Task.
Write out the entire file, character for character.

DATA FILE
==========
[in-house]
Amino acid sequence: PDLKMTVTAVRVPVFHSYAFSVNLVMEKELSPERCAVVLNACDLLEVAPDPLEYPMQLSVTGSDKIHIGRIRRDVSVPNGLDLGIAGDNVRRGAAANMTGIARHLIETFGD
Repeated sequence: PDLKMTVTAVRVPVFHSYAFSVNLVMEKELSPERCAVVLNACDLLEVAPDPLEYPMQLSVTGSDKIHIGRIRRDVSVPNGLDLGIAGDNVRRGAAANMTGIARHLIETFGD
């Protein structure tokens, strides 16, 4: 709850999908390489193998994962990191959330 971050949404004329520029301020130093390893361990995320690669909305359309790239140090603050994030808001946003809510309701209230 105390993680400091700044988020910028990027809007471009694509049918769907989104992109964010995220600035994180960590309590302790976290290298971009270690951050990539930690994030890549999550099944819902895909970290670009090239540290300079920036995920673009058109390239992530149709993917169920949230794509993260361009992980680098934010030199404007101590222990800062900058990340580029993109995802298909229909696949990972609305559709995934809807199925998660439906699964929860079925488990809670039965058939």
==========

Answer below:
[in-house]
Amino acid sequence: PDLKMTVTAVRVPVFHSYAFSVNLVMEKELSPERCAVVLNACDLLEVAPDPLEYPMQLSVTGSDKIHIGRIRRDVSVPNGLDLGIAGDNVRRGAAANMTGIARHLIETFGD
Repeated sequence: PDLKMTVTAVRVPVFHSYAFSVNLVMEKELSPERCAVVLNACDLLEVAPDPLEYPMQLSVTGSDKIHIGRIRRDVSVPNGLDLGIAGDNVRRGAAANMTGIARHLIETFGD
């Protein structure tokens, strides 16, 4: 709850999908390489193998994962990191959330 971050949404004329520029301020130093390893361990995320690669909305359309790239140090603050994030808001946003809510309701209230 105390993680400091700044988020910028990027809007471009694509049918769907989104992109964010995220600035994180960590309590302790976290290298971009270690951050990539930690994030890549999550099944819902895909970290670009090239540290300079920036995920673009058109390239992530149709993917169920949230794509993260361009992980680098934010030199404007101590222990800062900058990340580029993109995802298909229909696949990972609305559709995934809807199925998660439906699964929860079925488990809670039965058939």